“While CNM has been obstructing, malaria cases have been increasing, and work in the field is not being managed properly,” they said.

WHO is reportedly worried the increase in cases of malaria in Cambodia may represent an increase in resistance to an antimalarial drug which is the last line of defence, a combination of the drug artemisinin and another known as DHA-PIP.

However, when the Post contacted the WHO, the global health body rejected this claim.

“As of today, there is no evidence of increase of multi-drug resistance in Cambodia,” a WHO spokeswoman said, adding that between June and July this year, about 2 million mosquito nets and 600,000 hammock nets had been distributed. Additionally, Cambodia’s stock of anti-malarial drugs was sufficient to supply the country’s needs for the next two years, she said.

However, the source close to the Global Fund in Cambodia said the mosquito nets referred to by the WHO were not the ones purchased early this year with money from the Regional Artemisinin Initiative (RAI) Global Fund grant. Those nets had yet to be distributed.

The current row over expenses is not the first time CNM has held up grants over control of money. In late 2014, according to the source, CNM dug its heels in when the fund argued that NGOs, not CNM, should be responsible for payments to village malarial workers.

“CNM said no, if NGOs manage local payments, we won’t submit budgets,” said the source, adding that on this occasion, CNM got its way and was given control of the payments.

According to the source, the current impasse is part of a growing trend.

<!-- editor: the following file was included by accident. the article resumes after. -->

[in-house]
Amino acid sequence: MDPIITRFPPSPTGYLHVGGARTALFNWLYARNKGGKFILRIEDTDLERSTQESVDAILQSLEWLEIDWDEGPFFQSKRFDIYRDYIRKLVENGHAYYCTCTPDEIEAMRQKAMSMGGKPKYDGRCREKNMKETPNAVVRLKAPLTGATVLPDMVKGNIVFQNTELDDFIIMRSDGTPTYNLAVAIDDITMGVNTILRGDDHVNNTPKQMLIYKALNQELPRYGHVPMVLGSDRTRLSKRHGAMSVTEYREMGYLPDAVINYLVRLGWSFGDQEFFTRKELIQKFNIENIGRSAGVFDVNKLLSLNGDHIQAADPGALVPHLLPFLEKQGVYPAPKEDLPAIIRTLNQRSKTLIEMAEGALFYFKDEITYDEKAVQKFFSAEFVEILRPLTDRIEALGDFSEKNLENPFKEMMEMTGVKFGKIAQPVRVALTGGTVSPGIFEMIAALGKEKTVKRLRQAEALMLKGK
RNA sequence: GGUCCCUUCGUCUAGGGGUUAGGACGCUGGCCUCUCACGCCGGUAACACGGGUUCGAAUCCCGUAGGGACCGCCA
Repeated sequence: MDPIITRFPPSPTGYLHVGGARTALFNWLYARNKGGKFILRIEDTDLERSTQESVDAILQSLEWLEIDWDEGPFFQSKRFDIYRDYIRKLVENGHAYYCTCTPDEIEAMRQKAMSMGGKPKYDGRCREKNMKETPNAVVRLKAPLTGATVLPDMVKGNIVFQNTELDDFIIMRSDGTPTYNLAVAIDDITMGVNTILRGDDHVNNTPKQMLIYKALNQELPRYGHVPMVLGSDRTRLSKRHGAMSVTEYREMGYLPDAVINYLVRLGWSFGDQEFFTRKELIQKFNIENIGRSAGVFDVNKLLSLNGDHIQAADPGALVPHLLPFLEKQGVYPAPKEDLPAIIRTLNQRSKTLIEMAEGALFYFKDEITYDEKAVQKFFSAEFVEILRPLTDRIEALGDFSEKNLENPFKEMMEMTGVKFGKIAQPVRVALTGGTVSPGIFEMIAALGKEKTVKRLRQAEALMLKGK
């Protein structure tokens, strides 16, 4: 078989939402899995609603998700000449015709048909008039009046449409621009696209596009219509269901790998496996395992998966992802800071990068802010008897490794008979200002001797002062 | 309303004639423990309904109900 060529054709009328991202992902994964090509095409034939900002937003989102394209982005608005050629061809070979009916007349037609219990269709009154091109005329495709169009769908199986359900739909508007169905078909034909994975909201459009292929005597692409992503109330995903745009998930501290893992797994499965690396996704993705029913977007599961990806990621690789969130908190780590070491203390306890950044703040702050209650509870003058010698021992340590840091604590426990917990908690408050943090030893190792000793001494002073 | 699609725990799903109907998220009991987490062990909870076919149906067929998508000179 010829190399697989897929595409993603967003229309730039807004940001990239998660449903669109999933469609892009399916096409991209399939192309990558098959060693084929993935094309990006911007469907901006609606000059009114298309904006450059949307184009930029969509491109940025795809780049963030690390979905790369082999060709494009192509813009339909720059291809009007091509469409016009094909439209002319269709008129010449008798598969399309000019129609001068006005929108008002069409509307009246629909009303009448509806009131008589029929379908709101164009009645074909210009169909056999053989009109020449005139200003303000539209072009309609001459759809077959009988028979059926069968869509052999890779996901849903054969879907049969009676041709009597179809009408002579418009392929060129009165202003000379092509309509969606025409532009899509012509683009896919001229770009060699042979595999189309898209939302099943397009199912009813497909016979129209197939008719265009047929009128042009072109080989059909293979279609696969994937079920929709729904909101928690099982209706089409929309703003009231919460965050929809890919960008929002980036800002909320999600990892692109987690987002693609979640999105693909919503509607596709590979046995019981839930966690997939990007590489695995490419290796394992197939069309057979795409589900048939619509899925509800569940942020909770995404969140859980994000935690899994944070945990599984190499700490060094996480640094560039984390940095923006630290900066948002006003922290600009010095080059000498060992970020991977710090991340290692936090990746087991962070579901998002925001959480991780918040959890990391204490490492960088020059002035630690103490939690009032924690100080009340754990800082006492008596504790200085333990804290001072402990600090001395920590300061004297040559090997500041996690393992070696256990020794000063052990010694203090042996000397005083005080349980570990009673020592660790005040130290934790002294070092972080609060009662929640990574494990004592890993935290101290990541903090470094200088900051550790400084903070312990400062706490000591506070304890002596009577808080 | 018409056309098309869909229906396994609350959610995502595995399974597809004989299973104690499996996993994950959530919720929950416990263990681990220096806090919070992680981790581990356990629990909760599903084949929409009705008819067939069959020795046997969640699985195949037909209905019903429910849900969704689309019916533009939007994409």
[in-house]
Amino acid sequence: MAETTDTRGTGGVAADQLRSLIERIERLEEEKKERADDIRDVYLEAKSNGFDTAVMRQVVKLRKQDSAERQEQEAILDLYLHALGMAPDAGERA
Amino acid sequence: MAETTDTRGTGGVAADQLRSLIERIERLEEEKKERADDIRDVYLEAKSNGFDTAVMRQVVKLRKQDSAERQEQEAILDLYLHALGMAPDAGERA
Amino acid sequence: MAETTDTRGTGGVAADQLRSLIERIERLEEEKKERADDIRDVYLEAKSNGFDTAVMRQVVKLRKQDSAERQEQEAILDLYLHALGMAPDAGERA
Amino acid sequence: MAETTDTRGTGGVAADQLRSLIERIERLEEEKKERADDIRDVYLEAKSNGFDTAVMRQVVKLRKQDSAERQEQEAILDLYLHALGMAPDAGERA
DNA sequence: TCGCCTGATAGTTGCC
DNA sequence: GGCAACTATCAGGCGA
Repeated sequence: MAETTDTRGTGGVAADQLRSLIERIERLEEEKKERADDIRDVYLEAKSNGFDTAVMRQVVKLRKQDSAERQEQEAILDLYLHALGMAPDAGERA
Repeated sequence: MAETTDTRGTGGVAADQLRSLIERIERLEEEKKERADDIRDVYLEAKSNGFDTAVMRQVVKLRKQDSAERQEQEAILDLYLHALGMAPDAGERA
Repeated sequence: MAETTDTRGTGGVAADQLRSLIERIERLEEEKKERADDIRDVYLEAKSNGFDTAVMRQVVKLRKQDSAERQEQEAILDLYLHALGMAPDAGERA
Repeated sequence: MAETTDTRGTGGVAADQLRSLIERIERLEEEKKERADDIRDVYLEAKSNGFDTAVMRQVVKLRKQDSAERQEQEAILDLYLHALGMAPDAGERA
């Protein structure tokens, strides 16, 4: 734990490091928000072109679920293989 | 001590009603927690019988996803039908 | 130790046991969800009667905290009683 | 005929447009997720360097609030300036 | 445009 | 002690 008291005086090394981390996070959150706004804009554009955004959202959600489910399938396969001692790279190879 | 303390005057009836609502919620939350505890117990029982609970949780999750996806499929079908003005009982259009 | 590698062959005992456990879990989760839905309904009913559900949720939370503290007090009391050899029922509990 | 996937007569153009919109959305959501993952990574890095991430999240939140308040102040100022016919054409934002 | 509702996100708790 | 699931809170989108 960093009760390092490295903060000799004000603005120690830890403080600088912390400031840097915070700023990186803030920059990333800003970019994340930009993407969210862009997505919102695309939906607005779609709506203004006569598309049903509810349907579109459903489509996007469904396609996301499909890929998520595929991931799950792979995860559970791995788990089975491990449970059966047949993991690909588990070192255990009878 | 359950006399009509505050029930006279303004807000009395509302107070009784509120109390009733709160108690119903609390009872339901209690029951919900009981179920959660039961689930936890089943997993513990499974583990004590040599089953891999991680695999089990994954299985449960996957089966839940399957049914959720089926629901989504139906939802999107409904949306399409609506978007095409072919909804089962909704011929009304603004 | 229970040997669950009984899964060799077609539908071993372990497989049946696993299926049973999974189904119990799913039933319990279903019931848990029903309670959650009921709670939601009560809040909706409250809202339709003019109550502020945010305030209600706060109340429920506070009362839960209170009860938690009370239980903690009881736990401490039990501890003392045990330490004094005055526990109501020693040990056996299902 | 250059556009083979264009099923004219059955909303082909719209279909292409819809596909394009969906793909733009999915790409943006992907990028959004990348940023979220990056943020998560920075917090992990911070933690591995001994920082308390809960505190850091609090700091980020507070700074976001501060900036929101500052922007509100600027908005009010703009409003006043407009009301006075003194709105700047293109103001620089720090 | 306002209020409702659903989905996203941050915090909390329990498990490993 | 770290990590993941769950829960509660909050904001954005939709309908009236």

“The Cambodian government is putting increased pressure on global organisations to turn a blind eye,” the source said.

CNM’s alleged failure to carry out planned anti-malarial work could have global consequences.

“Resistance to anti-malarial drugs developed in Cambodia is often exported to Africa and Latin America and makes malaria resistant there,” the source said. “An increase in malaria such as the one we are currently seeing in Cambodia could lead to an increase in resistance to the last line of defence drug. If a drug resistant malaria parasite spreads to Africa, it could be a disaster.”

Millions of Africans died in the 1990s when a malaria parasite which had developed resistance to the drug chloroquine spread to Africa from Cambodia.

The source added that CNM’s failings could result in its share of the RAI money being withdrawn.

“In November this year, there is a RAI regional committee meeting in Hanoi about the Global Fund’s $100 million grant to combat malaria drug resistance, of which Cambodia has been allocated $15 million. but due to mismanagement, Cambodia may lose its allocation and get nothing,” the source warned.

The fund on December 9, 2013, threatened to suspend or reduce more than $100 million of grants to Cambodia if the recipients failed to meet a 30-day deadline to return funds identified as “misused” by the Global Fund probe.

It later relented, saying that the fraction of returned funds showed a desire to cooperate.